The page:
A fascinating exploration of the relationship between American culture and music as defined by musicians, scholars, and critics from around the world.
An Encyclopedia of the Songs, Styles, Stars, and Stories That Shaped Our Culture
Author: Jacqueline Edmondson Ph.D.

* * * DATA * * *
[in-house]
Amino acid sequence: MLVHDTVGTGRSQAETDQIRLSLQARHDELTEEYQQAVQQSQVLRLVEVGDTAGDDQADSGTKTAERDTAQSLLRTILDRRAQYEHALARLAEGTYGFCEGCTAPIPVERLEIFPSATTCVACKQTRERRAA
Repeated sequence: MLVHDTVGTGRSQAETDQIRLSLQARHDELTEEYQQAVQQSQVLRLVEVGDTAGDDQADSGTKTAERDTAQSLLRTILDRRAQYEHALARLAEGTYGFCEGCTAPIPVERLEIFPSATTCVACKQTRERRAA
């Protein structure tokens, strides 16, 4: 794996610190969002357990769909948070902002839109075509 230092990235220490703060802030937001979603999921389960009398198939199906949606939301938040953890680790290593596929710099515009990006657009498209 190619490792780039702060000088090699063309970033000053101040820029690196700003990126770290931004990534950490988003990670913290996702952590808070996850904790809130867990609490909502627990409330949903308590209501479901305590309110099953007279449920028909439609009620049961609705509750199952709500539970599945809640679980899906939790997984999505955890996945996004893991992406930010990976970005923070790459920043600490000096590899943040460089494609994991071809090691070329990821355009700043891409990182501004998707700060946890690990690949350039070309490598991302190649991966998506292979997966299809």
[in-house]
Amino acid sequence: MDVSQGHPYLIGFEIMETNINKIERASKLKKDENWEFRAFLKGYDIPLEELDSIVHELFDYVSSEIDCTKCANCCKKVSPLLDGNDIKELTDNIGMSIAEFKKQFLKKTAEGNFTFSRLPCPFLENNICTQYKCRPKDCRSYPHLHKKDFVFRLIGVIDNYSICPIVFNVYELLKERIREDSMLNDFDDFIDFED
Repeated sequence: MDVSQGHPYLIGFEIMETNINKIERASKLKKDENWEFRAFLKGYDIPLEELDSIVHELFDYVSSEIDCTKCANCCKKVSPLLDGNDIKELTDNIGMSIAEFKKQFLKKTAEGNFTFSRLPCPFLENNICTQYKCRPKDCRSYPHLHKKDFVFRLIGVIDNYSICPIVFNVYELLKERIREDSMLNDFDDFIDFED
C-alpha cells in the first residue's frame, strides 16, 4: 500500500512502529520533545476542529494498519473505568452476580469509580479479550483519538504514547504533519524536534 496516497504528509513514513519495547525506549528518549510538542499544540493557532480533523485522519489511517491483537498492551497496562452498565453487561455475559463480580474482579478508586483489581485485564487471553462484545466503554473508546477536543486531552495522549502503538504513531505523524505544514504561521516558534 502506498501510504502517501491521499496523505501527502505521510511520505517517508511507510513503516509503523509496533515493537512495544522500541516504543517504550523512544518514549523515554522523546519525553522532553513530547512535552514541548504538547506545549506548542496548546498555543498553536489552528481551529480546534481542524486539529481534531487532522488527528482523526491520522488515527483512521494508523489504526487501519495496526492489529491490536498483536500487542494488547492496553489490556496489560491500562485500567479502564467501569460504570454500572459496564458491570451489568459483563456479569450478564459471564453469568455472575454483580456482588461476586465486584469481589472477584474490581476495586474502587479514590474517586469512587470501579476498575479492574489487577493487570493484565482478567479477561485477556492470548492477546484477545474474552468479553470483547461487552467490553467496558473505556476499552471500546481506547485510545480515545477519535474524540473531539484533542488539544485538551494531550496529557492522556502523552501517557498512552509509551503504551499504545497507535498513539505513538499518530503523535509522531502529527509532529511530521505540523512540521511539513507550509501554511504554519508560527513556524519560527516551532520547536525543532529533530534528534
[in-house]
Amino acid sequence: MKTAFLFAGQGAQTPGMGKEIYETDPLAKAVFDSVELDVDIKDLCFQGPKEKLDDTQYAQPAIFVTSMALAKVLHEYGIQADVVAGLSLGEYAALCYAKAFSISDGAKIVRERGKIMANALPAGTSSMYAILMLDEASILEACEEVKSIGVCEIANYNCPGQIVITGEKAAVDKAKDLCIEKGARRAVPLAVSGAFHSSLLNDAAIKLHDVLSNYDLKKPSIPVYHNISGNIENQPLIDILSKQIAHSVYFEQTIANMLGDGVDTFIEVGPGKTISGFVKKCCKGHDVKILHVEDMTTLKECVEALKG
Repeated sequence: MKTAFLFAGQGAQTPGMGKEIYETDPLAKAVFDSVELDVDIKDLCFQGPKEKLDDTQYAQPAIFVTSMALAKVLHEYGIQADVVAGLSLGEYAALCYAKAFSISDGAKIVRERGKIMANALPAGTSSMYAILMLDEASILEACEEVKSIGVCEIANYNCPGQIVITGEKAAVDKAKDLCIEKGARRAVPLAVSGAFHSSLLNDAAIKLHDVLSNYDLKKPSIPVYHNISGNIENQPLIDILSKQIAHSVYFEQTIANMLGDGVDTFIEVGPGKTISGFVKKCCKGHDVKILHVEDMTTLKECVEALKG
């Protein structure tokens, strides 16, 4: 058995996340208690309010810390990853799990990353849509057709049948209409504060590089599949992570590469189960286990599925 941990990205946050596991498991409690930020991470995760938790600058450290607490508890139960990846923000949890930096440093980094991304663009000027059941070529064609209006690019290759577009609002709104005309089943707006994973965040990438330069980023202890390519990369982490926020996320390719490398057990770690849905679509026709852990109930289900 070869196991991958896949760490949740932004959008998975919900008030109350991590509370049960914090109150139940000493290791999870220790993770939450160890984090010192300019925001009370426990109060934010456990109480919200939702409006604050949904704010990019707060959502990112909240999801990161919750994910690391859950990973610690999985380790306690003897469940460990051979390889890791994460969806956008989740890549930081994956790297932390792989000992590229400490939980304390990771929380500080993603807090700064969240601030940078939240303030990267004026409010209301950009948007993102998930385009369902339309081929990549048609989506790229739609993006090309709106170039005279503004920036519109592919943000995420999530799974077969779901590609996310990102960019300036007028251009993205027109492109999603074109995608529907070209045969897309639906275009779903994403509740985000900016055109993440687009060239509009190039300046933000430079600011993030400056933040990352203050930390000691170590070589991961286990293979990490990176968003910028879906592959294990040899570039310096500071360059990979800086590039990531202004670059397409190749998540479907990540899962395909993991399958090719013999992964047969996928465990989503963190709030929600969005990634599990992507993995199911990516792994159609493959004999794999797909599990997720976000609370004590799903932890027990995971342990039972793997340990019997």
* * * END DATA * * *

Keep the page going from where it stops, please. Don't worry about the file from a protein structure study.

Finally! A hip, fun and culturally relevant series of music appreciation books, perfect for modern music-loving families who want to take advantage of this era of exploding musical access! Get a personal guided tour through an amazing historical back-catalog of music that was previously unavailable. We Rock!: A Fun Family Guide for Exploring Rock Music History is a guided tour through thrilling corners of the musical universe that should not be missed! This book highlights great songs in rock history, shares insights and stories on the artists, details the social and historical influences at play, and offers fun activities for families to do together. Detailed listening guides help music fans understand song structure, lyrics, and instrumentation. Related listening lists introduce readers to other exciting artists in similar genres. Set into 52 "music labs," these stories can be explored at will by individuals and families or used as a curriculum for community groups and educators. There really are no other books out there like this—that are music appreciation books for a general audience that focus on popular music—so pick up yours today and soon have your whole family singing "We Rock". Upcoming volumes on Blues & Jazz and DJs, Dance, and Electronica are forthcoming.